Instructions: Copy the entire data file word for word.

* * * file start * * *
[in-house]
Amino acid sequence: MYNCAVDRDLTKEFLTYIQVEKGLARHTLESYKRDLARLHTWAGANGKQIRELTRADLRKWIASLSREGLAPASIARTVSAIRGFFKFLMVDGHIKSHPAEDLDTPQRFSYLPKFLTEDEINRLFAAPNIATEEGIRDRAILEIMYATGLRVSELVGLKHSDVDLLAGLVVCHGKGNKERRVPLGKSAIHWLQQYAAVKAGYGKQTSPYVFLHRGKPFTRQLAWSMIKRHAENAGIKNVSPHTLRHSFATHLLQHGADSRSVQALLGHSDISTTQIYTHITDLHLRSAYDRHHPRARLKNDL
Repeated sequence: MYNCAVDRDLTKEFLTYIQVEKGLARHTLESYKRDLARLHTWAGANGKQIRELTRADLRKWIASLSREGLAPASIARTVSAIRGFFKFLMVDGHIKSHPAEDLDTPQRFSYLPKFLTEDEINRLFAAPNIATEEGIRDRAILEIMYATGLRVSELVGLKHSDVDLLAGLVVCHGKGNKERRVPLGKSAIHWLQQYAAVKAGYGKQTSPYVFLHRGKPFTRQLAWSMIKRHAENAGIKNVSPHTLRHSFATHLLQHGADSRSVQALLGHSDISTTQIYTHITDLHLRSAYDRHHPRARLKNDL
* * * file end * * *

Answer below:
[in-house]
Amino acid sequence: MYNCAVDRDLTKEFLTYIQVEKGLARHTLESYKRDLARLHTWAGANGKQIRELTRADLRKWIASLSREGLAPASIARTVSAIRGFFKFLMVDGHIKSHPAEDLDTPQRFSYLPKFLTEDEINRLFAAPNIATEEGIRDRAILEIMYATGLRVSELVGLKHSDVDLLAGLVVCHGKGNKERRVPLGKSAIHWLQQYAAVKAGYGKQTSPYVFLHRGKPFTRQLAWSMIKRHAENAGIKNVSPHTLRHSFATHLLQHGADSRSVQALLGHSDISTTQIYTHITDLHLRSAYDRHHPRARLKNDL
Repeated sequence: MYNCAVDRDLTKEFLTYIQVEKGLARHTLESYKRDLARLHTWAGANGKQIRELTRADLRKWIASLSREGLAPASIARTVSAIRGFFKFLMVDGHIKSHPAEDLDTPQRFSYLPKFLTEDEINRLFAAPNIATEEGIRDRAILEIMYATGLRVSELVGLKHSDVDLLAGLVVCHGKGNKERRVPLGKSAIHWLQQYAAVKAGYGKQTSPYVFLHRGKPFTRQLAWSMIKRHAENAGIKNVSPHTLRHSFATHLLQHGADSRSVQALLGHSDISTTQIYTHITDLHLRSAYDRHHPRARLKNDL